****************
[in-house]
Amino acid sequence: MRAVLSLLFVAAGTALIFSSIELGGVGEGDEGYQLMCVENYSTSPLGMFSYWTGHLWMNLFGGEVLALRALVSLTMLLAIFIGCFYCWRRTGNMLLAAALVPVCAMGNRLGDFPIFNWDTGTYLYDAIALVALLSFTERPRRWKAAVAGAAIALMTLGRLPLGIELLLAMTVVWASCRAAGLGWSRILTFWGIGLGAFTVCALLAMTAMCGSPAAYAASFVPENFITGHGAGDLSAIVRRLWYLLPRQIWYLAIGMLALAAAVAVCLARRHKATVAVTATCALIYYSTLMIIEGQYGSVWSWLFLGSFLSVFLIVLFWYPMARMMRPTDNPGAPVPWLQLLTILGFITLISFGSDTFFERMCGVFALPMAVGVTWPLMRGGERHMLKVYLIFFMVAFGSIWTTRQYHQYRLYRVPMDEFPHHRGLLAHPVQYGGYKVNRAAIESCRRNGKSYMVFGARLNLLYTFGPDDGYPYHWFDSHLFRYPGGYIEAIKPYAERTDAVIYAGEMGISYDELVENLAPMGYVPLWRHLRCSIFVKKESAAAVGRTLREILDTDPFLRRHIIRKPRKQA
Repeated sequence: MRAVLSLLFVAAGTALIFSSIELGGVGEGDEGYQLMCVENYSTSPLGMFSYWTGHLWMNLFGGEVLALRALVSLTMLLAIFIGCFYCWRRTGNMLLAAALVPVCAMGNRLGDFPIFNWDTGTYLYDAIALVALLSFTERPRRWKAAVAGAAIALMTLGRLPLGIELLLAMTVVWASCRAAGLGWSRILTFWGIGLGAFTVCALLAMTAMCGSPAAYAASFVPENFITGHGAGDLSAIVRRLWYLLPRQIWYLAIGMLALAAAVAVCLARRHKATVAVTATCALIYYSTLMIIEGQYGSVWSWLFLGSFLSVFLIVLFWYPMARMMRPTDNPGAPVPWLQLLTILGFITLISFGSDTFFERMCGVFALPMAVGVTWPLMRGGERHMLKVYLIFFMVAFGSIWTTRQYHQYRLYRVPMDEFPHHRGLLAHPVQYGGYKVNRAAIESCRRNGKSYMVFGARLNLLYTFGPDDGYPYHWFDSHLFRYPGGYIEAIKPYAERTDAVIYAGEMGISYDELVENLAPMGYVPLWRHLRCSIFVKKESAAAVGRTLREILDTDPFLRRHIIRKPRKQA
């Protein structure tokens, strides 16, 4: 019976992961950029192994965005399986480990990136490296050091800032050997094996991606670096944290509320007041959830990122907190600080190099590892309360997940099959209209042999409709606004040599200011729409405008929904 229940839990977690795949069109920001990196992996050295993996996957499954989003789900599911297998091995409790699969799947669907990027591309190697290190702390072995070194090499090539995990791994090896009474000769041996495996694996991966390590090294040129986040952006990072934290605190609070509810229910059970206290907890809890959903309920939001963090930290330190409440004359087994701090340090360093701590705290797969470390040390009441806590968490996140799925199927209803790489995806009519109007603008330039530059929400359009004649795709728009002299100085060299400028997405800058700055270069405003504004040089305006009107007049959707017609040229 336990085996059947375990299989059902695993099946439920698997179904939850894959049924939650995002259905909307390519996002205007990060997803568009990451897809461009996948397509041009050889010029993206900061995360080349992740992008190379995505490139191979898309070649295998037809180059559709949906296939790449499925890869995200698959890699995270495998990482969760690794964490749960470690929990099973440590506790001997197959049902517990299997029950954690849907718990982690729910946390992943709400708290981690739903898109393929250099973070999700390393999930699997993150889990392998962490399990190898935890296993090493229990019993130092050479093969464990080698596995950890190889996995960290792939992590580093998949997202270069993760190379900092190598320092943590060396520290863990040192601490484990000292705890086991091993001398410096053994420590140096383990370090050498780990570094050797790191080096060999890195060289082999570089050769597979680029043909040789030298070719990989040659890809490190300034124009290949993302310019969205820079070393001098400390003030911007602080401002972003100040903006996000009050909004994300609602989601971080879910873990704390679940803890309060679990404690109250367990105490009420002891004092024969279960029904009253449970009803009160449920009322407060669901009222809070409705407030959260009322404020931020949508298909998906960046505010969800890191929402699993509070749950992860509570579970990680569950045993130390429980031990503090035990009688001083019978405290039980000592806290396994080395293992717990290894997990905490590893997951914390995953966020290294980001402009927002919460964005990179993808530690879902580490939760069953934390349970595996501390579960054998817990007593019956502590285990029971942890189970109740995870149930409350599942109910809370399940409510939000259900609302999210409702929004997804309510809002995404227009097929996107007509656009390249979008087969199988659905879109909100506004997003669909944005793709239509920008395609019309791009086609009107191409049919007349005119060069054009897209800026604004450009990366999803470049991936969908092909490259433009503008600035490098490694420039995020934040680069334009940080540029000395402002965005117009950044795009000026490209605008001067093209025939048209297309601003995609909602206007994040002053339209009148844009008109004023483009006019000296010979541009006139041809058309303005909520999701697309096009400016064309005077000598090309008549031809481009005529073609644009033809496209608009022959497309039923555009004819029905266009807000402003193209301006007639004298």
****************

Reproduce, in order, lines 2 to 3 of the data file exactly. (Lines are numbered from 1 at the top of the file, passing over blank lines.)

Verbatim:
Amino acid sequence: MRAVLSLLFVAAGTALIFSSIELGGVGEGDEGYQLMCVENYSTSPLGMFSYWTGHLWMNLFGGEVLALRALVSLTMLLAIFIGCFYCWRRTGNMLLAAALVPVCAMGNRLGDFPIFNWDTGTYLYDAIALVALLSFTERPRRWKAAVAGAAIALMTLGRLPLGIELLLAMTVVWASCRAAGLGWSRILTFWGIGLGAFTVCALLAMTAMCGSPAAYAASFVPENFITGHGAGDLSAIVRRLWYLLPRQIWYLAIGMLALAAAVAVCLARRHKATVAVTATCALIYYSTLMIIEGQYGSVWSWLFLGSFLSVFLIVLFWYPMARMMRPTDNPGAPVPWLQLLTILGFITLISFGSDTFFERMCGVFALPMAVGVTWPLMRGGERHMLKVYLIFFMVAFGSIWTTRQYHQYRLYRVPMDEFPHHRGLLAHPVQYGGYKVNRAAIESCRRNGKSYMVFGARLNLLYTFGPDDGYPYHWFDSHLFRYPGGYIEAIKPYAERTDAVIYAGEMGISYDELVENLAPMGYVPLWRHLRCSIFVKKESAAAVGRTLREILDTDPFLRRHIIRKPRKQA
Repeated sequence: MRAVLSLLFVAAGTALIFSSIELGGVGEGDEGYQLMCVENYSTSPLGMFSYWTGHLWMNLFGGEVLALRALVSLTMLLAIFIGCFYCWRRTGNMLLAAALVPVCAMGNRLGDFPIFNWDTGTYLYDAIALVALLSFTERPRRWKAAVAGAAIALMTLGRLPLGIELLLAMTVVWASCRAAGLGWSRILTFWGIGLGAFTVCALLAMTAMCGSPAAYAASFVPENFITGHGAGDLSAIVRRLWYLLPRQIWYLAIGMLALAAAVAVCLARRHKATVAVTATCALIYYSTLMIIEGQYGSVWSWLFLGSFLSVFLIVLFWYPMARMMRPTDNPGAPVPWLQLLTILGFITLISFGSDTFFERMCGVFALPMAVGVTWPLMRGGERHMLKVYLIFFMVAFGSIWTTRQYHQYRLYRVPMDEFPHHRGLLAHPVQYGGYKVNRAAIESCRRNGKSYMVFGARLNLLYTFGPDDGYPYHWFDSHLFRYPGGYIEAIKPYAERTDAVIYAGEMGISYDELVENLAPMGYVPLWRHLRCSIFVKKESAAAVGRTLREILDTDPFLRRHIIRKPRKQA